Speech-language Pathologists are faced with a lot of decisions about their future careers.

They may have to decide whether they want to work at a school or in the hospital setting, if they want to pursue private practice, or if they would rather be an academician.

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Who is a speech pathologist?

Speech-language pathologists or SLPs for short are health professionals trained to help people with communication and swallowing disorders. They assess the client’s condition in order to develop a treatment plan which includes therapy and exercises speech sounds and muscles needed for speaking.

A speech pathologist is a very important member of the healthcare system. They help children and adults with communication disorders by analyzing their patterns to create treatment plans tailored for them so that they can speak more clearly in everyday interactions.

There are many different choices out there for them and all of these can lead to a fulfilling career as well as making them happy!

Speech-language Pathologists should explore all of their options before committing themselves so that they know what is best for them.

You may have recently graduated from a speech-language pathology program and are looking for your first opportunity. You feel like you’re in the dark with so many options of where to start.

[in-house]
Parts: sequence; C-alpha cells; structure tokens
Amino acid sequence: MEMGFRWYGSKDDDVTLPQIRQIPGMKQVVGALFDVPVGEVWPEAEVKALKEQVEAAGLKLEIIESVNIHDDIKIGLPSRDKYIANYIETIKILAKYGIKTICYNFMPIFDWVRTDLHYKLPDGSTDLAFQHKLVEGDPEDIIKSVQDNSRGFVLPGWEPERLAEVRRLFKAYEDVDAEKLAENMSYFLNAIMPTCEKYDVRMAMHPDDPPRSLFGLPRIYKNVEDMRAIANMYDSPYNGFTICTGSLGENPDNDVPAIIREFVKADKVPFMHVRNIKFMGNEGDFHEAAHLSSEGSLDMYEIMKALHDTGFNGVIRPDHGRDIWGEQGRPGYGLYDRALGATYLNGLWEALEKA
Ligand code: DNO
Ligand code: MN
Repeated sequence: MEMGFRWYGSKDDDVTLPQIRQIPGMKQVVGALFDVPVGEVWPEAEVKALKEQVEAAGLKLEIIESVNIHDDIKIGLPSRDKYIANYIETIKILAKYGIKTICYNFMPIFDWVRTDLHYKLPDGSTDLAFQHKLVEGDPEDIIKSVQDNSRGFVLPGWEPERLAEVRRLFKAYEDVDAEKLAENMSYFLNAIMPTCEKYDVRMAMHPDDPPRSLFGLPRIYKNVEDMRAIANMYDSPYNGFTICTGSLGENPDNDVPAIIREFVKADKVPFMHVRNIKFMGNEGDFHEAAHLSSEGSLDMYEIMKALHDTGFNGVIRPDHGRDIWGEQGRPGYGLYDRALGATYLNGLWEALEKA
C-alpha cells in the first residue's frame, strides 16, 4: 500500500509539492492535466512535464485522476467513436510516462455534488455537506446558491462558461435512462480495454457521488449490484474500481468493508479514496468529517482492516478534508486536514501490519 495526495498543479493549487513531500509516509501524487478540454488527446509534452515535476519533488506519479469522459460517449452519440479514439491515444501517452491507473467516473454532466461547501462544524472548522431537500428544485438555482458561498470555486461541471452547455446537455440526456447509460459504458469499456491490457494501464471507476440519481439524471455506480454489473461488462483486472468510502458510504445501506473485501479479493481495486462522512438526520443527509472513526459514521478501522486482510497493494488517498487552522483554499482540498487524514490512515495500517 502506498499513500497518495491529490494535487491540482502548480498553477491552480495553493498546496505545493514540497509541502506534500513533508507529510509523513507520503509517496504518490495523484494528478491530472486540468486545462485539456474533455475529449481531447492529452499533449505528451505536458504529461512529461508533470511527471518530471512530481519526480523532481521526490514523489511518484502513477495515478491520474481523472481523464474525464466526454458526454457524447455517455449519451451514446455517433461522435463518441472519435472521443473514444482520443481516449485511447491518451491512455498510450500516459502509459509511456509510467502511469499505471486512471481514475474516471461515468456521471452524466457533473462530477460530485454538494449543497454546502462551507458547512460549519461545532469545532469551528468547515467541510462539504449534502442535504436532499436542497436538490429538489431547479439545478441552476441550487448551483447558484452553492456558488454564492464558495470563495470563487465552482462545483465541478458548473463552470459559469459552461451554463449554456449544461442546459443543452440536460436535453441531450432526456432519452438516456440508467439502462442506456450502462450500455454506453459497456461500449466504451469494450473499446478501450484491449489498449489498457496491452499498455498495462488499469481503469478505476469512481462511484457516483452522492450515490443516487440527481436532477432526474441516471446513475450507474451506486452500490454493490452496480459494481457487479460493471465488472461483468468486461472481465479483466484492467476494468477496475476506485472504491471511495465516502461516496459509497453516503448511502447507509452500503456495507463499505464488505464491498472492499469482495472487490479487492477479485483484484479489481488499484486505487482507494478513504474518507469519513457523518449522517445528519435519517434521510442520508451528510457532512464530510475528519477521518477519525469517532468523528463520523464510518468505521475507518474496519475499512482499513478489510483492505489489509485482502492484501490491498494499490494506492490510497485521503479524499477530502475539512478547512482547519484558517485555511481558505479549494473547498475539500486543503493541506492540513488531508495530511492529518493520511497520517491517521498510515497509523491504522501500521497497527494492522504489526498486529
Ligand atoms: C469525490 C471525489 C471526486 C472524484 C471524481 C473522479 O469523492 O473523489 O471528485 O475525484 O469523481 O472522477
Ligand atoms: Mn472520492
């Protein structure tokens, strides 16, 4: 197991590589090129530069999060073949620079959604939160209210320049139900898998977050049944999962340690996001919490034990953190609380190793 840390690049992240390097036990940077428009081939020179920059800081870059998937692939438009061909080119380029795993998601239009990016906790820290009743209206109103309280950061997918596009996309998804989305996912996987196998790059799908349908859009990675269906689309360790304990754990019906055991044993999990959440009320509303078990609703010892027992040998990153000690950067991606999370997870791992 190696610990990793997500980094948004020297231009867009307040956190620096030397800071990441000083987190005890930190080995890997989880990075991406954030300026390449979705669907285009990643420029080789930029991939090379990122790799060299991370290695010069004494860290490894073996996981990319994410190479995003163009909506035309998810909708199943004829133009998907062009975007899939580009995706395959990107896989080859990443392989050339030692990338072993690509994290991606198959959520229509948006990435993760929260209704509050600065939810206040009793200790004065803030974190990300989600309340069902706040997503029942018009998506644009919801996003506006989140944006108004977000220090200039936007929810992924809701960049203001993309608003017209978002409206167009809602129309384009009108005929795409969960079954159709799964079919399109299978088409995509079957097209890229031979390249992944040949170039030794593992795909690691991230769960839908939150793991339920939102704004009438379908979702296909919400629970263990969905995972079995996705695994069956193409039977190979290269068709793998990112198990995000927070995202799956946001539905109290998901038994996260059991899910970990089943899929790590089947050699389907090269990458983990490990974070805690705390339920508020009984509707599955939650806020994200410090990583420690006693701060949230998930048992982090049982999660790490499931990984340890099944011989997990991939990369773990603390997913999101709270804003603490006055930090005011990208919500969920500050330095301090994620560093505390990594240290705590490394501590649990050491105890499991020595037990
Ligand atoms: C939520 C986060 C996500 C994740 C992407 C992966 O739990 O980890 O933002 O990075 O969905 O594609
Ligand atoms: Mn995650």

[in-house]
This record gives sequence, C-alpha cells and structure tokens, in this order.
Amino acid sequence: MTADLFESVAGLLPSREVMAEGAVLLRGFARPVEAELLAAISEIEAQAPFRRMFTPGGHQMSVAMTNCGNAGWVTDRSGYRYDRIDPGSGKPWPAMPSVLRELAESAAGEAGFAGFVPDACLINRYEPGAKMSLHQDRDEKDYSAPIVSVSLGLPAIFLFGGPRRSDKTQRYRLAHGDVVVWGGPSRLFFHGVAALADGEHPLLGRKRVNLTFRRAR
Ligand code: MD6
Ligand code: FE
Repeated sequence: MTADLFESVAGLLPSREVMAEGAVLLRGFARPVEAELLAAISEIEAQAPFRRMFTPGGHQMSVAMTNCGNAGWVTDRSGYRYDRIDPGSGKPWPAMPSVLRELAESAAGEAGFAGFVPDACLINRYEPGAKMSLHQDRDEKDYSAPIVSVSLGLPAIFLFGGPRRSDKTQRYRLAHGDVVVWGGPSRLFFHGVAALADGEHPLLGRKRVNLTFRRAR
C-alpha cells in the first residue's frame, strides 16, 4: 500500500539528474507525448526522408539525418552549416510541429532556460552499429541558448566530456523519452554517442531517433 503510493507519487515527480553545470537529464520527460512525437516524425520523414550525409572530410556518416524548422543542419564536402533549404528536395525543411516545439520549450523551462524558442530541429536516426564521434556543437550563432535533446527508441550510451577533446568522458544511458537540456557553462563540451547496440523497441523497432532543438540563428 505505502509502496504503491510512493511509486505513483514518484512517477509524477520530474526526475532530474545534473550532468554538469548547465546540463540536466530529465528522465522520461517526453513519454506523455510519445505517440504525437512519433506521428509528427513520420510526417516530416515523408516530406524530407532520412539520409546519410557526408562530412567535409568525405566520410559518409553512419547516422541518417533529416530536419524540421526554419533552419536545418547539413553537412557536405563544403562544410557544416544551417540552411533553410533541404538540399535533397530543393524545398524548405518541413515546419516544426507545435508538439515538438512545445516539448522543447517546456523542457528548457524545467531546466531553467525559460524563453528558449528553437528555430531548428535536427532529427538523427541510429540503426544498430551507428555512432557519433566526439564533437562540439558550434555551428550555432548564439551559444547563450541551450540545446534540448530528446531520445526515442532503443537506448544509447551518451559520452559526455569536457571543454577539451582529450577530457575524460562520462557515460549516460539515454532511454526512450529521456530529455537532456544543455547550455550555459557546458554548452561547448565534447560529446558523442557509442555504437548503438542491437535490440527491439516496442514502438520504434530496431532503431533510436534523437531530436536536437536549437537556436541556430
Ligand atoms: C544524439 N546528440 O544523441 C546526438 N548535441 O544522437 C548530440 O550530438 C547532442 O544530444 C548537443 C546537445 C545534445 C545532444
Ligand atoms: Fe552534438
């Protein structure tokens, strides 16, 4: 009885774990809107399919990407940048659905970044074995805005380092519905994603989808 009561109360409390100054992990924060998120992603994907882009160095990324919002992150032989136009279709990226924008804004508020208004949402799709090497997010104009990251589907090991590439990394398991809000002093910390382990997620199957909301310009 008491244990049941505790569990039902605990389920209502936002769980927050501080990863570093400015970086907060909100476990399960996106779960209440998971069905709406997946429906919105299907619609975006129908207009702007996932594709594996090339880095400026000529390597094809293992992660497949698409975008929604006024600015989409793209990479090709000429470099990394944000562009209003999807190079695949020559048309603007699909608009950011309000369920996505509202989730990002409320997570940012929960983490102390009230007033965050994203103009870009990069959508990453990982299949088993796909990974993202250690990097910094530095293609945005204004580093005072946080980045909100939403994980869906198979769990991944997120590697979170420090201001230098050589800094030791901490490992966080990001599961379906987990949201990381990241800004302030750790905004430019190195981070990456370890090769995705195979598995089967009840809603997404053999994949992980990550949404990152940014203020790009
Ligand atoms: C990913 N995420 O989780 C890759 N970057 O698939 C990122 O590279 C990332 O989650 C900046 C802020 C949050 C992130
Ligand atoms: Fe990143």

Maybe you would like some advice on how to go about this process? This blog post will cover different career paths that can be pursued by speech-language pathologists after graduation, as well as helpful tips on how to find work in these fields.

Speech Pathology is one of the fastest-growing professions today and there are so many opportunities available for those who specialize in it.

Speech-language pathologists work with people who have difficulty speaking or understanding because of injury, illness, or disability.

They help clients improve their communication skills by developing new strategies to overcome challenges they

It’s been a brutal year for the Speech-Language Pathology profession. The demand for SLPs is high, but the supply is low and salaries are shrinking.

There are many alternative careers that may be more suited to your interests and skill set, such as medical transcriptionist, librarian, professor of communication sciences and disorders, or even speech-language pathology assistant!

List of alternative career options for speech-language pathologists

It can feel overwhelming when you’re looking at all the career options available to you when you don’t know what field you want to go into after graduating from school.